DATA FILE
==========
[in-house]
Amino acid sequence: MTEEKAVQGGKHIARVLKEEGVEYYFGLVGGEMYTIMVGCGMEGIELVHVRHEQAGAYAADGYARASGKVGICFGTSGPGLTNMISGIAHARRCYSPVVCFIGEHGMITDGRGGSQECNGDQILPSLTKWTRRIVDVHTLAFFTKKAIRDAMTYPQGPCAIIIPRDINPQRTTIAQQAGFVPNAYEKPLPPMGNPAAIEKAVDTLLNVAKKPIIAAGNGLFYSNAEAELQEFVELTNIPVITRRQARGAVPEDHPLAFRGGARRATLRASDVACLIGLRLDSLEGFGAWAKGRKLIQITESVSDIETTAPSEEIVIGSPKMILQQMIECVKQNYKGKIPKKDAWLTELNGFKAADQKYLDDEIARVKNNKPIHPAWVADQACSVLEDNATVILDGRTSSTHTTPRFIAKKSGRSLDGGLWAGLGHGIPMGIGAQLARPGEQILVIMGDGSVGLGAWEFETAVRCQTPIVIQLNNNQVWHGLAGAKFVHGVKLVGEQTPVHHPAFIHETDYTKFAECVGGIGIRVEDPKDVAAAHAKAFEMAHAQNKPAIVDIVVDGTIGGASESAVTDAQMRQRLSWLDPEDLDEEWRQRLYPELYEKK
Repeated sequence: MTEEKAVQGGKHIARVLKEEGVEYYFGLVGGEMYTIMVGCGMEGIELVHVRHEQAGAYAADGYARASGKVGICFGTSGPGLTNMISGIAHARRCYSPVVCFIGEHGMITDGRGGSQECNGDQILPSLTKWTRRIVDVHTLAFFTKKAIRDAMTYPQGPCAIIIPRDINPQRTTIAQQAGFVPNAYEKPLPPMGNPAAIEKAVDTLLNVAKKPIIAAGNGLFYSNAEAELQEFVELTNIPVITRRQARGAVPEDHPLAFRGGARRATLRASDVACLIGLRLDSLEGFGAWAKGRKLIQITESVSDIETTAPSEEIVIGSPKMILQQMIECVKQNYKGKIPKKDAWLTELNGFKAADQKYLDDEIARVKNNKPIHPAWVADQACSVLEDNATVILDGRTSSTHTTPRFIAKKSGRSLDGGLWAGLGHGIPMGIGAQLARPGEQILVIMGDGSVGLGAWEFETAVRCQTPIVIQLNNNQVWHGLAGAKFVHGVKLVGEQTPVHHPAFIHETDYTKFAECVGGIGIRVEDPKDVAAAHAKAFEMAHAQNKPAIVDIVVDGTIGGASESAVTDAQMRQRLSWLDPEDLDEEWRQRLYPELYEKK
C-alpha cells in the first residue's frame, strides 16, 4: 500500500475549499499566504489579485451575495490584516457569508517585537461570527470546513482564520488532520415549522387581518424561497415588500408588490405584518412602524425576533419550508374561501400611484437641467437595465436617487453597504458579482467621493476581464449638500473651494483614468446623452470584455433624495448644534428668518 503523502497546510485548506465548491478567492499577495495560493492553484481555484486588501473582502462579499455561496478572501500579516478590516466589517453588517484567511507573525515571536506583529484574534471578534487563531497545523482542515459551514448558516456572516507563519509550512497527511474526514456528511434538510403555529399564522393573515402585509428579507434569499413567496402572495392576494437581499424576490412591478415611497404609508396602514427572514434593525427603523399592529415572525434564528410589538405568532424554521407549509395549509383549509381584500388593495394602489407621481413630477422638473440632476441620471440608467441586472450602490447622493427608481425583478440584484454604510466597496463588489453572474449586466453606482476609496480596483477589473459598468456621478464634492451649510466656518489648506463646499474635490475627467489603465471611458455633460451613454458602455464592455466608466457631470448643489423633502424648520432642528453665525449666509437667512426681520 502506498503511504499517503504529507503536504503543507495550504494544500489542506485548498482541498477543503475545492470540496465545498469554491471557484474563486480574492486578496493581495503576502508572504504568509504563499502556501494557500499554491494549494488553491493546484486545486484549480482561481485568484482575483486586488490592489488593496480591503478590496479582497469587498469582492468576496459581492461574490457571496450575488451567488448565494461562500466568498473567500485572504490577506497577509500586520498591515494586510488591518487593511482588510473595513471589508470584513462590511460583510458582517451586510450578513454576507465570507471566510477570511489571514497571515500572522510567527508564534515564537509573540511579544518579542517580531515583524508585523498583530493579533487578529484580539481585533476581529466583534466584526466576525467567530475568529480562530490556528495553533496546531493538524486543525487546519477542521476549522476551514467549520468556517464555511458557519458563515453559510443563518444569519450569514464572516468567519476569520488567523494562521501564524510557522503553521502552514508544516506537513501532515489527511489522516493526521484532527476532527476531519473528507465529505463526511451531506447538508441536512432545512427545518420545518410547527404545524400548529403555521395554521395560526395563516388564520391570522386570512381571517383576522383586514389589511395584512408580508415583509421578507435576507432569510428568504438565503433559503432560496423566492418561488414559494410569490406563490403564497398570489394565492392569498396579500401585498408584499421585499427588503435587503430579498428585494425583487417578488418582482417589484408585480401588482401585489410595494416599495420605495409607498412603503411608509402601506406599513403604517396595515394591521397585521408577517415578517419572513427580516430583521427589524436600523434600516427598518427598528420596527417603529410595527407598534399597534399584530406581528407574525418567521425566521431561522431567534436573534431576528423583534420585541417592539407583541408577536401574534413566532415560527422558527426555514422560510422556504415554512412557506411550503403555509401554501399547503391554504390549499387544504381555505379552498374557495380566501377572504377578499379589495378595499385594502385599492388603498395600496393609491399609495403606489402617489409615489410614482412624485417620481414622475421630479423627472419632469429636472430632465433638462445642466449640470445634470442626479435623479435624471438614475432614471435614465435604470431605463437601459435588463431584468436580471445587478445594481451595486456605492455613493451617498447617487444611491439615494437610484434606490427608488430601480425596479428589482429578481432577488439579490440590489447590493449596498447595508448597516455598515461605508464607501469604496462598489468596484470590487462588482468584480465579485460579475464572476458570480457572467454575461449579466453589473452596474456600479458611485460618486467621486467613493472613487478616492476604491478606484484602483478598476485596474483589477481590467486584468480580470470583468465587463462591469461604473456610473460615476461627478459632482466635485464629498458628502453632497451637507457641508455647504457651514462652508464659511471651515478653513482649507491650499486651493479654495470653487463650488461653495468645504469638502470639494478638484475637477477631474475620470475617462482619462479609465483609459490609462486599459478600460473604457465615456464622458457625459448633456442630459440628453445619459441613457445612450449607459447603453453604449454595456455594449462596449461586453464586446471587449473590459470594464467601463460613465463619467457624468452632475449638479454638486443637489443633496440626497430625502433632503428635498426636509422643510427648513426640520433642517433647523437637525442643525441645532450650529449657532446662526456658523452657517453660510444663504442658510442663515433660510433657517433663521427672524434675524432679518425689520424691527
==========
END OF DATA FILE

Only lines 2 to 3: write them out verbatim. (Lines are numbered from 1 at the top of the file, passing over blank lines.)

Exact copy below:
Amino acid sequence: MTEEKAVQGGKHIARVLKEEGVEYYFGLVGGEMYTIMVGCGMEGIELVHVRHEQAGAYAADGYARASGKVGICFGTSGPGLTNMISGIAHARRCYSPVVCFIGEHGMITDGRGGSQECNGDQILPSLTKWTRRIVDVHTLAFFTKKAIRDAMTYPQGPCAIIIPRDINPQRTTIAQQAGFVPNAYEKPLPPMGNPAAIEKAVDTLLNVAKKPIIAAGNGLFYSNAEAELQEFVELTNIPVITRRQARGAVPEDHPLAFRGGARRATLRASDVACLIGLRLDSLEGFGAWAKGRKLIQITESVSDIETTAPSEEIVIGSPKMILQQMIECVKQNYKGKIPKKDAWLTELNGFKAADQKYLDDEIARVKNNKPIHPAWVADQACSVLEDNATVILDGRTSSTHTTPRFIAKKSGRSLDGGLWAGLGHGIPMGIGAQLARPGEQILVIMGDGSVGLGAWEFETAVRCQTPIVIQLNNNQVWHGLAGAKFVHGVKLVGEQTPVHHPAFIHETDYTKFAECVGGIGIRVEDPKDVAAAHAKAFEMAHAQNKPAIVDIVVDGTIGGASESAVTDAQMRQRLSWLDPEDLDEEWRQRLYPELYEKK
Repeated sequence: MTEEKAVQGGKHIARVLKEEGVEYYFGLVGGEMYTIMVGCGMEGIELVHVRHEQAGAYAADGYARASGKVGICFGTSGPGLTNMISGIAHARRCYSPVVCFIGEHGMITDGRGGSQECNGDQILPSLTKWTRRIVDVHTLAFFTKKAIRDAMTYPQGPCAIIIPRDINPQRTTIAQQAGFVPNAYEKPLPPMGNPAAIEKAVDTLLNVAKKPIIAAGNGLFYSNAEAELQEFVELTNIPVITRRQARGAVPEDHPLAFRGGARRATLRASDVACLIGLRLDSLEGFGAWAKGRKLIQITESVSDIETTAPSEEIVIGSPKMILQQMIECVKQNYKGKIPKKDAWLTELNGFKAADQKYLDDEIARVKNNKPIHPAWVADQACSVLEDNATVILDGRTSSTHTTPRFIAKKSGRSLDGGLWAGLGHGIPMGIGAQLARPGEQILVIMGDGSVGLGAWEFETAVRCQTPIVIQLNNNQVWHGLAGAKFVHGVKLVGEQTPVHHPAFIHETDYTKFAECVGGIGIRVEDPKDVAAAHAKAFEMAHAQNKPAIVDIVVDGTIGGASESAVTDAQMRQRLSWLDPEDLDEEWRQRLYPELYEKK